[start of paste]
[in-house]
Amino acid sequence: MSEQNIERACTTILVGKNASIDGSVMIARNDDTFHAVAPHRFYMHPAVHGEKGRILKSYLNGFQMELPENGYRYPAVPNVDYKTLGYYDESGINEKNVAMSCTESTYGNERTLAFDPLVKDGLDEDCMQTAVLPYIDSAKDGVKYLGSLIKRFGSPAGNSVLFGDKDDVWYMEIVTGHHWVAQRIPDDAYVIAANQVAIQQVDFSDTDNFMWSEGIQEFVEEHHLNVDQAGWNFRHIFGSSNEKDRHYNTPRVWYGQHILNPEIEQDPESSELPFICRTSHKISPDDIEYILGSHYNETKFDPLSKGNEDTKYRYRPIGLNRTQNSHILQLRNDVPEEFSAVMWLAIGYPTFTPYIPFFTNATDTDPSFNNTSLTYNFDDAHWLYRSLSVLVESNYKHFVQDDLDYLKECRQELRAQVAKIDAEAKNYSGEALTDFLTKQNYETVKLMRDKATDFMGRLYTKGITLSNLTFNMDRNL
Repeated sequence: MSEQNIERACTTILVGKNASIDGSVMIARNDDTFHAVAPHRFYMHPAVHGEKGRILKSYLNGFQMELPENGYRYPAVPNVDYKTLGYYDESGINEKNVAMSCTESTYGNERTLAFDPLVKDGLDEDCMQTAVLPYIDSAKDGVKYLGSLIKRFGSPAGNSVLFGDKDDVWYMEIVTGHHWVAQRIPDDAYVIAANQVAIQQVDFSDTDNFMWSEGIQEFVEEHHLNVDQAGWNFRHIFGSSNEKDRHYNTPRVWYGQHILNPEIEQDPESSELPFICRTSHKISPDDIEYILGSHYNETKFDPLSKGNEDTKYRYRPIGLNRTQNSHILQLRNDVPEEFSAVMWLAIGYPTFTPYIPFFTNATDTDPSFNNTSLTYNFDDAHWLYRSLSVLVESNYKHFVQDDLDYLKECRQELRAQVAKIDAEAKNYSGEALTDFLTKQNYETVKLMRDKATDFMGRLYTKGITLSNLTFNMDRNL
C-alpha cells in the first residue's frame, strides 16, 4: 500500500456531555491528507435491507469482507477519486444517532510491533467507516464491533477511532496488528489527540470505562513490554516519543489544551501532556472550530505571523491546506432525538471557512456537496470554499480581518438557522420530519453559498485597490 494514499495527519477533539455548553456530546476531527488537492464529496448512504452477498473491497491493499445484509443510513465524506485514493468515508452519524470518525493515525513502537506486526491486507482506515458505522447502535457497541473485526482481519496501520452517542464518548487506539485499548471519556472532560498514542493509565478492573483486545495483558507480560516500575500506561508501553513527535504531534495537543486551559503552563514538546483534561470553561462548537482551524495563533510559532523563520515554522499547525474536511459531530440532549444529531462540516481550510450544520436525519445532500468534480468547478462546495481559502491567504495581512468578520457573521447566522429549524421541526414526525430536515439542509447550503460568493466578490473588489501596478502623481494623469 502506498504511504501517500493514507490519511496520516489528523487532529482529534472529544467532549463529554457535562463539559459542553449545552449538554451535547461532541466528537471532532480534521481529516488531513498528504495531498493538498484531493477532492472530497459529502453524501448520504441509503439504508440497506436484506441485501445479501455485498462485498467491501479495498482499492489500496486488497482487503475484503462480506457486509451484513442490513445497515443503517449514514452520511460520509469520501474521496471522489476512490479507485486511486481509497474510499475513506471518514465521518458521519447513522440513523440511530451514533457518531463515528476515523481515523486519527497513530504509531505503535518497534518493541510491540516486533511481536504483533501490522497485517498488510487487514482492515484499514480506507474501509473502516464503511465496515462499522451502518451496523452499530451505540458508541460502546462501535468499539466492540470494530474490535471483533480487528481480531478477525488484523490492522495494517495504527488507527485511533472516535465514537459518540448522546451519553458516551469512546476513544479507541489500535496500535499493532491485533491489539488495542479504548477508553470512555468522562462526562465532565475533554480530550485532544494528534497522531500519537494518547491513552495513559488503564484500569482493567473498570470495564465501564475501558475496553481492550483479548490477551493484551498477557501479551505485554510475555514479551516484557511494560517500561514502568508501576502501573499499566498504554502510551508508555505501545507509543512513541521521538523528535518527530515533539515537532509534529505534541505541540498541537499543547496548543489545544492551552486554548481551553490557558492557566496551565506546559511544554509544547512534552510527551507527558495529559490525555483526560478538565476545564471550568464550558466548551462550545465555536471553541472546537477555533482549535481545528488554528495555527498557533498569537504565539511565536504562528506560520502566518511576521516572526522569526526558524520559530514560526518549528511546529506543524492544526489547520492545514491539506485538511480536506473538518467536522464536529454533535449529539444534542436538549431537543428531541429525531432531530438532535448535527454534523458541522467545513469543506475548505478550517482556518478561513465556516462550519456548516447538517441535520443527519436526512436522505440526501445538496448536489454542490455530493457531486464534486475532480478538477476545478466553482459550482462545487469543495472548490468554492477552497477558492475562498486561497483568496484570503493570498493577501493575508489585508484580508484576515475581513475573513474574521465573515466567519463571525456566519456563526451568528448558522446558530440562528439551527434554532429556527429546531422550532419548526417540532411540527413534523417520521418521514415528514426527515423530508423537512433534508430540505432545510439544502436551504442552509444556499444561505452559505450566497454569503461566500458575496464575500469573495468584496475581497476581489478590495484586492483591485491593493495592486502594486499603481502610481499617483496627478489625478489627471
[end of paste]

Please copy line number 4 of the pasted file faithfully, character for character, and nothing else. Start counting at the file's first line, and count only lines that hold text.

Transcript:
C-alpha cells in the first residue's frame, strides 16, 4: 500500500456531555491528507435491507469482507477519486444517532510491533467507516464491533477511532496488528489527540470505562513490554516519543489544551501532556472550530505571523491546506432525538471557512456537496470554499480581518438557522420530519453559498485597490 494514499495527519477533539455548553456530546476531527488537492464529496448512504452477498473491497491493499445484509443510513465524506485514493468515508452519524470518525493515525513502537506486526491486507482506515458505522447502535457497541473485526482481519496501520452517542464518548487506539485499548471519556472532560498514542493509565478492573483486545495483558507480560516500575500506561508501553513527535504531534495537543486551559503552563514538546483534561470553561462548537482551524495563533510559532523563520515554522499547525474536511459531530440532549444529531462540516481550510450544520436525519445532500468534480468547478462546495481559502491567504495581512468578520457573521447566522429549524421541526414526525430536515439542509447550503460568493466578490473588489501596478502623481494623469 502506498504511504501517500493514507490519511496520516489528523487532529482529534472529544467532549463529554457535562463539559459542553449545552449538554451535547461532541466528537471532532480534521481529516488531513498528504495531498493538498484531493477532492472530497459529502453524501448520504441509503439504508440497506436484506441485501445479501455485498462485498467491501479495498482499492489500496486488497482487503475484503462480506457486509451484513442490513445497515443503517449514514452520511460520509469520501474521496471522489476512490479507485486511486481509497474510499475513506471518514465521518458521519447513522440513523440511530451514533457518531463515528476515523481515523486519527497513530504509531505503535518497534518493541510491540516486533511481536504483533501490522497485517498488510487487514482492515484499514480506507474501509473502516464503511465496515462499522451502518451496523452499530451505540458508541460502546462501535468499539466492540470494530474490535471483533480487528481480531478477525488484523490492522495494517495504527488507527485511533472516535465514537459518540448522546451519553458516551469512546476513544479507541489500535496500535499493532491485533491489539488495542479504548477508553470512555468522562462526562465532565475533554480530550485532544494528534497522531500519537494518547491513552495513559488503564484500569482493567473498570470495564465501564475501558475496553481492550483479548490477551493484551498477557501479551505485554510475555514479551516484557511494560517500561514502568508501576502501573499499566498504554502510551508508555505501545507509543512513541521521538523528535518527530515533539515537532509534529505534541505541540498541537499543547496548543489545544492551552486554548481551553490557558492557566496551565506546559511544554509544547512534552510527551507527558495529559490525555483526560478538565476545564471550568464550558466548551462550545465555536471553541472546537477555533482549535481545528488554528495555527498557533498569537504565539511565536504562528506560520502566518511576521516572526522569526526558524520559530514560526518549528511546529506543524492544526489547520492545514491539506485538511480536506473538518467536522464536529454533535449529539444534542436538549431537543428531541429525531432531530438532535448535527454534523458541522467545513469543506475548505478550517482556518478561513465556516462550519456548516447538517441535520443527519436526512436522505440526501445538496448536489454542490455530493457531486464534486475532480478538477476545478466553482459550482462545487469543495472548490468554492477552497477558492475562498486561497483568496484570503493570498493577501493575508489585508484580508484576515475581513475573513474574521465573515466567519463571525456566519456563526451568528448558522446558530440562528439551527434554532429556527429546531422550532419548526417540532411540527413534523417520521418521514415528514426527515423530508423537512433534508430540505432545510439544502436551504442552509444556499444561505452559505450566497454569503461566500458575496464575500469573495468584496475581497476581489478590495484586492483591485491593493495592486502594486499603481502610481499617483496627478489625478489627471